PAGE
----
Coming into the Spring season my expectations for My Hero Academia season 2 were not sky high. I had enjoyed the first season a fair bit but was anticipating the rule of diminishing returns to come into play for season 2.
However season 2 built on the best parts of it’s predecessor and has yet to let up. It’s become adept at balancing that line between big fun set pieces and drama that I have previously loved from Jojo’s Bizarre Adventure (even if it isn’t quite as bizarre).
They’ve managed to keep things going dramatically by focusing on the characters’ motivations and desires, what it is that drives them to be heroes at the highest level.
It comments on motivation and desire in a general sense as well as how specific motivations can affect people and it’s the latter that really interests me.
I think the general sentiment the show has regarding motivation is that you should be very resolute in your own. You must not falter in your belief regarding it, if you do you will not succeed.
We saw elements of this in season one, Bakugo’s loss to Midoriya in particular exemplifies the theme. Bakugo develops real motivation after his fight with Midoriya. Before it he believed himself to be the best by default but after losing to Midoriya and seeing Todoroki in action he realises that just being the strongest in terms of raw power is not enough. He has to want it more, his belief that he is the best turns into a need to be the best that drives him from behind.
In season 2 we see class B get demolished in the cavalry battle because of their shared motivation. The show makes it clear that one should find their own motivation, their own reason to do things with this arc. Even though class B’s plan of hanging back to be less conspicuous may be a theoretically good one, Class A’s stronger desire prevails in the end, they simply wanted it more, they had more reason to go above and beyond to win.
When we get down to the one v one battles we see motivation examined through a more individualistic sense. Their are 5 characters in particular I’d like to focus on here, that are all given distinct motivations. Uraraka and Iida briefly and then Midoriya, Todoroki and Bakugo.
Uraraka’s motivation for wanting to become a hero is to help support her family financially. We will see with her and Iida that steady motivations can bring people with lesser quirks a long way. Uraraka manages to put up a good fight against Bakugo despite her disadvantage quirk wise. She is so driven to become a paid hero as quickly as possible that it carries her through. In fact if this fight happened in season 1 she probably emerges victorious, taking advantage of Bakugo’s lax attitude towards opponents.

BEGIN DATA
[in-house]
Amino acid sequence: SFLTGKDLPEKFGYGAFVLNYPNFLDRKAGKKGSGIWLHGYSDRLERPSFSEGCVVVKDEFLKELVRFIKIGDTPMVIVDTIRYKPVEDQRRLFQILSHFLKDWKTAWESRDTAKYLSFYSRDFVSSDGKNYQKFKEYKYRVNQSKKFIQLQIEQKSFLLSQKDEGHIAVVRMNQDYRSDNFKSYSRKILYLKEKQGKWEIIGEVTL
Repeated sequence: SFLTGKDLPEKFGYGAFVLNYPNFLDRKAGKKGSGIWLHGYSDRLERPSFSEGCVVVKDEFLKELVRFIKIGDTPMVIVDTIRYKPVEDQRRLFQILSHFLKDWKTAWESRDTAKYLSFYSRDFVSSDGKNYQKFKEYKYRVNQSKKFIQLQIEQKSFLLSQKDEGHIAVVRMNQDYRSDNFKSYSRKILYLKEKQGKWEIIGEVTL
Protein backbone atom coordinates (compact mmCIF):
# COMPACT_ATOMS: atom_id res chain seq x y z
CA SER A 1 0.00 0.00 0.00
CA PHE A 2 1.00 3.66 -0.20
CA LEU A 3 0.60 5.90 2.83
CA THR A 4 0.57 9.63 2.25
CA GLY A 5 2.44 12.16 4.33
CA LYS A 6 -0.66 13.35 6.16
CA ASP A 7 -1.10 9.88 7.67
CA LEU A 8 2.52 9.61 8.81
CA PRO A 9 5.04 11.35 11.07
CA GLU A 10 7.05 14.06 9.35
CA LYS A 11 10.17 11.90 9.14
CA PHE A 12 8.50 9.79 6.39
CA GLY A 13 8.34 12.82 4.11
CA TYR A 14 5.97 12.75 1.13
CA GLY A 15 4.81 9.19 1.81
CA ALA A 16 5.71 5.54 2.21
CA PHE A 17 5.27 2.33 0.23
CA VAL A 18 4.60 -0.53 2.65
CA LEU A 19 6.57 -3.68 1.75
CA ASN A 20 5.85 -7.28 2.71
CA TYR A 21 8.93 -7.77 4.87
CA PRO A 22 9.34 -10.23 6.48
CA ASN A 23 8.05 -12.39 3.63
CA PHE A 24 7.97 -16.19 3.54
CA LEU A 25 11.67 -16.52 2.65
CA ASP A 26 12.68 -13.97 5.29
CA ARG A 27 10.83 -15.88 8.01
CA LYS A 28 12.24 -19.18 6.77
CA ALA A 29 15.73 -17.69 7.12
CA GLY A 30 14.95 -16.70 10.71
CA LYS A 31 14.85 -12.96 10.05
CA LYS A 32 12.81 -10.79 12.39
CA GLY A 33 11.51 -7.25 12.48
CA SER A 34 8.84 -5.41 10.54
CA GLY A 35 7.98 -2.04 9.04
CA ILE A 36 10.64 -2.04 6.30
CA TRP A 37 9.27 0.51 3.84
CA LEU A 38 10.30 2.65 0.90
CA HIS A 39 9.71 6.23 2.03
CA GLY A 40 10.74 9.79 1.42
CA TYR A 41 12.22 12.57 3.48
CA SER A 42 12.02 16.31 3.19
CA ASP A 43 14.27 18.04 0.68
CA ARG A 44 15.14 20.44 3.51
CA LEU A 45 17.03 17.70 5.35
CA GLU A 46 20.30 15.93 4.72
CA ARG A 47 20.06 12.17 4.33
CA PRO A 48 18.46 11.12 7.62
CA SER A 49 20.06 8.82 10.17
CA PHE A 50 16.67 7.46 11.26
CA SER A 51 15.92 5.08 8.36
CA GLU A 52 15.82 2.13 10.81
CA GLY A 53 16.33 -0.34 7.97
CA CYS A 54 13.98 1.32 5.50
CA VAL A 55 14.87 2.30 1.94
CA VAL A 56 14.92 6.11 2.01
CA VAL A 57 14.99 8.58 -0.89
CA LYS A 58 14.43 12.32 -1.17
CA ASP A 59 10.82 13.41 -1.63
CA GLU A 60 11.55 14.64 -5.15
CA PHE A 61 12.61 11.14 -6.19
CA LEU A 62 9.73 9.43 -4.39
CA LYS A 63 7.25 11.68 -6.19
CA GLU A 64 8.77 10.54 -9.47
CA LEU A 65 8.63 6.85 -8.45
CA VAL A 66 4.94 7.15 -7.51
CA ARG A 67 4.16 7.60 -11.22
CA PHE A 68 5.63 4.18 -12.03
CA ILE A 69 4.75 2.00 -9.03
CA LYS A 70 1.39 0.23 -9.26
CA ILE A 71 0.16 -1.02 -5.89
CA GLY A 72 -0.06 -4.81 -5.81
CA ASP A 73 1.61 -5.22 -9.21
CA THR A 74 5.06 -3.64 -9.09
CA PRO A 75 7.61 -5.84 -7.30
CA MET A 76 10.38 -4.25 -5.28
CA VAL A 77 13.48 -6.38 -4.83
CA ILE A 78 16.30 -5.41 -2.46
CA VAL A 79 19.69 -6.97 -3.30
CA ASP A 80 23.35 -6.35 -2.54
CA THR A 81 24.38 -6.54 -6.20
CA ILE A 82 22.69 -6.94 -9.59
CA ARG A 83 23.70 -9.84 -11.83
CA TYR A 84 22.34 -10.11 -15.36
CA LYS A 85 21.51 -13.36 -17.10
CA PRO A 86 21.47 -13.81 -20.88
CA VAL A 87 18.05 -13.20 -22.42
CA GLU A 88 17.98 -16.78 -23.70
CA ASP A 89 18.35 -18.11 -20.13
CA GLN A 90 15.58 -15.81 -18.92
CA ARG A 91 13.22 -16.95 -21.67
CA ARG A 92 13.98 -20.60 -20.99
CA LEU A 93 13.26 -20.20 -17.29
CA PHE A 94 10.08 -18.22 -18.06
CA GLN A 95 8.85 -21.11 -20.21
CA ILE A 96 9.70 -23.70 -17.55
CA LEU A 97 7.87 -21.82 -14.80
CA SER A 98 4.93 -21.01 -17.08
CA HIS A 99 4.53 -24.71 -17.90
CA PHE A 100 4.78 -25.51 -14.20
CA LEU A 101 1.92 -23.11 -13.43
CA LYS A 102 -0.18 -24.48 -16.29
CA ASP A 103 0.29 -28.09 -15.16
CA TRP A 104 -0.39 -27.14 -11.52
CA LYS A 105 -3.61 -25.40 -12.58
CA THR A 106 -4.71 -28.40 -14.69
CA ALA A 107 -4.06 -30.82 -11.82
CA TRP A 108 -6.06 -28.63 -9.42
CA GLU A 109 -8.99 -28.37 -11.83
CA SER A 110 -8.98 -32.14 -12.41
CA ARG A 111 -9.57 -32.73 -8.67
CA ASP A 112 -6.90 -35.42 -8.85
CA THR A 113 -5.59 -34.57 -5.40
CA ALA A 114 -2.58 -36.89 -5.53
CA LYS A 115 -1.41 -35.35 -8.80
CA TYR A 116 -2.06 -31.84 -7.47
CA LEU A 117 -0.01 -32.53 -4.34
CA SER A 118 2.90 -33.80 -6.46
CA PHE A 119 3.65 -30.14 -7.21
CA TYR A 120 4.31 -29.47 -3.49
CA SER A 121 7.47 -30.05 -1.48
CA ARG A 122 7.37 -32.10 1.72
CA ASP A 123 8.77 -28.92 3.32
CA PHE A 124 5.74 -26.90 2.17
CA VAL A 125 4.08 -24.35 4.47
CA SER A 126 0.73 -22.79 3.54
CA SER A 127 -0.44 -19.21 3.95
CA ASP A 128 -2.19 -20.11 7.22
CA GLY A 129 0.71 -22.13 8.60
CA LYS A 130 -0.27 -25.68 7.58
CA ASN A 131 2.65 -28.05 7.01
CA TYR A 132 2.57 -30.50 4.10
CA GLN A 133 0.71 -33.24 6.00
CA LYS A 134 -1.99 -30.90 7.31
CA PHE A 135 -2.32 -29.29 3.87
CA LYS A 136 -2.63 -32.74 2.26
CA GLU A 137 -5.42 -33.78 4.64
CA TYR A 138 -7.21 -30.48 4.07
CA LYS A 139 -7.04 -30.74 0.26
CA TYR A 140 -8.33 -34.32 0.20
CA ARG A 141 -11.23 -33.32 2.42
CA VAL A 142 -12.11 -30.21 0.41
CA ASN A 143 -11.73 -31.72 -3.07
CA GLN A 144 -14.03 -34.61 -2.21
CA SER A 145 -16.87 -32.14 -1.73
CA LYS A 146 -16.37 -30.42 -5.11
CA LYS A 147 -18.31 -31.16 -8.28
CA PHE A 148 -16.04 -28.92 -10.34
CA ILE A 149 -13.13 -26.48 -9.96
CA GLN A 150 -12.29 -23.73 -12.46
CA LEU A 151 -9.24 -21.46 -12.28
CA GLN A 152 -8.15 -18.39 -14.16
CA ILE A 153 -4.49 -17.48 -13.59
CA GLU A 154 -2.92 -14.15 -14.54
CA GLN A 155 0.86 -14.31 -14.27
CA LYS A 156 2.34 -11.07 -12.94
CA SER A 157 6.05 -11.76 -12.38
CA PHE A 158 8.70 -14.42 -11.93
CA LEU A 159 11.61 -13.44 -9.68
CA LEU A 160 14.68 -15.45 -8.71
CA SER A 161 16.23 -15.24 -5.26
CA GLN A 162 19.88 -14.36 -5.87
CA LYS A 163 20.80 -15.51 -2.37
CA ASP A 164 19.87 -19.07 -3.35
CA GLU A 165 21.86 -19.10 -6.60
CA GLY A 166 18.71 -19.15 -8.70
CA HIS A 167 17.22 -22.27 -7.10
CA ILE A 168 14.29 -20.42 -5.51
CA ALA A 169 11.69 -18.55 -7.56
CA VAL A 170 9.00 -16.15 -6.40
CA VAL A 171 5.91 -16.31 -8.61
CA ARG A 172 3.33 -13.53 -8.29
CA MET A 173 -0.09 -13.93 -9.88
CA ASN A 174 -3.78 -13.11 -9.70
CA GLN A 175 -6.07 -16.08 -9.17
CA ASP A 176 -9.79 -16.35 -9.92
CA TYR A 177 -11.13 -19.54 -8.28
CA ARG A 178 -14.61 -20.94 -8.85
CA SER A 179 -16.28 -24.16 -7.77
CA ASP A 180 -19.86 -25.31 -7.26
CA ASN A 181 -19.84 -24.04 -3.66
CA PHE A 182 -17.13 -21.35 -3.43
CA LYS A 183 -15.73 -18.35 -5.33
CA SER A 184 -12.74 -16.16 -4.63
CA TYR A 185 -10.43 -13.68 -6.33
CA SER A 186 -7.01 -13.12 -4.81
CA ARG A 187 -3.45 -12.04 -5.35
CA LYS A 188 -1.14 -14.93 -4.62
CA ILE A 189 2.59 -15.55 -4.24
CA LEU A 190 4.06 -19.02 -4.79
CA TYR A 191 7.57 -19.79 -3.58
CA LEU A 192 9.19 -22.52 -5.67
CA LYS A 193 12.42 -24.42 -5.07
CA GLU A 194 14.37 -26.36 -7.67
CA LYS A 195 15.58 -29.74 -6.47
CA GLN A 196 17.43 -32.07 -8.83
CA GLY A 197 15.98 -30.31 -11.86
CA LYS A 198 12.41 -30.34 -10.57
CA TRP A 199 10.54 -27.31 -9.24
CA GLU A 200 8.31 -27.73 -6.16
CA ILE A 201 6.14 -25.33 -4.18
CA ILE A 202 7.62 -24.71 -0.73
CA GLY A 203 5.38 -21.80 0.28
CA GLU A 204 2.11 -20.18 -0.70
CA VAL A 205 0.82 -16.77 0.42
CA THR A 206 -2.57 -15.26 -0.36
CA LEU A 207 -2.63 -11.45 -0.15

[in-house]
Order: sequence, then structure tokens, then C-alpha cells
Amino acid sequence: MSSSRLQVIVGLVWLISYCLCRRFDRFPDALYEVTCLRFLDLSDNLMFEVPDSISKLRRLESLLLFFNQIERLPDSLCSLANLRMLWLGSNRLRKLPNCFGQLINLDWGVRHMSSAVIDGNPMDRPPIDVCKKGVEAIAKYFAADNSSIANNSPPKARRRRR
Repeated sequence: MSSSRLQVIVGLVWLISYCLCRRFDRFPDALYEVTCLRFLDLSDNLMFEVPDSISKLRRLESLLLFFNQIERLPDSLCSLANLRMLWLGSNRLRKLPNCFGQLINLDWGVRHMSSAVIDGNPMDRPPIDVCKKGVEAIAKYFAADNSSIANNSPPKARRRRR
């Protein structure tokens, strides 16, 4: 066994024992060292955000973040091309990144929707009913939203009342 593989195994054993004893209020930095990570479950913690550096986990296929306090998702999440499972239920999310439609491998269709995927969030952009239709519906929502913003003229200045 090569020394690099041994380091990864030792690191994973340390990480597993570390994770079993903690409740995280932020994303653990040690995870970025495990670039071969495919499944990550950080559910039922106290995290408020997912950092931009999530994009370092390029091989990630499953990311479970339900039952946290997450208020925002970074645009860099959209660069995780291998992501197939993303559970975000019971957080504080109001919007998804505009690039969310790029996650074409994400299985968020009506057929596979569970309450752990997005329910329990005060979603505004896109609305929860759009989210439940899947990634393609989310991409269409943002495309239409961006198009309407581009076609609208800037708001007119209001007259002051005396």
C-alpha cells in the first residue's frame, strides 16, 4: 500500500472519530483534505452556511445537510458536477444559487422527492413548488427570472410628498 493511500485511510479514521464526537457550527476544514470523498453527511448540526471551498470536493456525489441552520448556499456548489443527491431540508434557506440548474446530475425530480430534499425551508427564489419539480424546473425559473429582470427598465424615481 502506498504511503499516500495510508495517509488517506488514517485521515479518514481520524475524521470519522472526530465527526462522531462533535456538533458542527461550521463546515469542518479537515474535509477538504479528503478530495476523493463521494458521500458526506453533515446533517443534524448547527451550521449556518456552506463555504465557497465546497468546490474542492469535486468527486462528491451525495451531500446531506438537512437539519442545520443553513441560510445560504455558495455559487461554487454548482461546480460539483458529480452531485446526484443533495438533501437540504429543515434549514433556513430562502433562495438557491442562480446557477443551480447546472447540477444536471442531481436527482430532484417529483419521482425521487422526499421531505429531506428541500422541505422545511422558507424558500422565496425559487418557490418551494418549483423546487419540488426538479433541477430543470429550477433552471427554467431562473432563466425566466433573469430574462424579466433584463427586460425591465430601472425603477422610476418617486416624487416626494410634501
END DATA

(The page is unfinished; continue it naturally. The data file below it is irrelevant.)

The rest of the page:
The reason she falters though is her desire. Now you see unlike motivation desires tend to align much more frequently. Uraraka’s desire is to be a hero whereas Bakugo’s is to be the hero.
By putting up a fight against Bakugo she really achieves her goal and even though she’s upset at losing there is a subconscious element to it all.
Desire is born of motivation and as such differing motivations will result in different desires.
Of course motivation and desire are not the only factors, if they were then Midoriya wouldn’t need one for all to become a hero, they can only help one maximize their innate abilities. This is why we see Iida manage to make it to the semi final and yet fall at the hands of Todoroki. His desire to be like his brother is what drives him to want to win the tournament but even though he gives it his all at the end of the day his powers are no match for Todoroki’s.
His fight with Todoroki reiterates the theme by having Iida manage to land a solid hit on Todoroki when he should have had absolutely no chance. This is a testament to Iida’s desire but also to Todoroki’s uncertain motivation.
I’m very interested to see how Iida changes now that his brother has been maimed. If his motivation changes to revenge things could get very intriguing.